Missed a planned training session last night. But it probably wasn't the worst idea in the world to take a day off between sessions. Maybe last week's 6x training blitz caught up with me, but I was feeling a few aches and stiffness that I hadn't felt before. But insofar as they were in all of the usual places, it seemed like a little time was all that was needed to get back on track.
Efficiency in the guard is about knowing what you want to do in the guard. Nothing is more exhausting than being lost and struggling to find the right direction. Skill, speed, and size aside, part of what is so challenging about training with Professor Carlos in recent days has been my lack of a process, especially when it comes to playing guard against a standing passer.
My tendency has been to try and play a "leggy guard". But there is nothing in my experience or body type that would recommend such a strategy against anyone, much less someone with the Anderson Silva/Jon Jones combination of length and agility. Instead, as I have discovered with light featherweights I train with who have great ability (and speed rather than length), the goal has to be to (a) reduce the length advantage by concentrating my attack, and (b) reduce the agility advantage by making movement either difficult or a liability.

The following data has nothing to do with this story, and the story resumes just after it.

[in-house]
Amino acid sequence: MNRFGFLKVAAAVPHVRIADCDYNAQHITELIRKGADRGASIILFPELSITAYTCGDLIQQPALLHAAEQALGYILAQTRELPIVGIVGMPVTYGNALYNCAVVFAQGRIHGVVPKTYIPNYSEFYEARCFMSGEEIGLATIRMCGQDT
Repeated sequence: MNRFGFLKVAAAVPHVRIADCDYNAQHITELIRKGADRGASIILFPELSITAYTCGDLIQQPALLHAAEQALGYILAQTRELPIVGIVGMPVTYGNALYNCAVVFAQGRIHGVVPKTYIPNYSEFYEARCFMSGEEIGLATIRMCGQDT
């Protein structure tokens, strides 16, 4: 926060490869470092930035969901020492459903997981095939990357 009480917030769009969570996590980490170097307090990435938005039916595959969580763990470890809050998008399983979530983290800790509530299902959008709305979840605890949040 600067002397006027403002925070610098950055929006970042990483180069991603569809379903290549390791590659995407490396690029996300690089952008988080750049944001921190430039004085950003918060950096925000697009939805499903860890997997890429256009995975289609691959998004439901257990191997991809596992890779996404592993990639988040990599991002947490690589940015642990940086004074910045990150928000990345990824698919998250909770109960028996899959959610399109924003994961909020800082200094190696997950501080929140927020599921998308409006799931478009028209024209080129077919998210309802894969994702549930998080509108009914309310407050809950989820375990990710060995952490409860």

Easier said than done doesn't even begin to describe it. I've started to train away from "small guy" jiu-jitsu in an effort to embrace my inner pessadissimo. But when there is no way to escape the 10-minute moment in which you are very much the small guy, there is no alternative to adopting strategies that are specifically geared toward turning this bug into a feature.
The question, though, is this: do I take a more Marcelo Garcia approach to this dilemma (drags, X-guards and single legs), or a more Rafa Mendes approach (berimbolo, berimbolo, berimbolo)? There is something tempting about the latter - and something worthwhile in finally learning that great berimbolo reverse. And those who questioned Rafa as an absolute candidate have to be satisfied with his performance against Rodolfo Viera at the Abu Dhabi World Pro in 2011.
At the same time, there's no doubting what Marcelinho has been able to accomplish as an absolute competitor. And I suspect that a significant fraction of that success is a much a matter of method as anything else.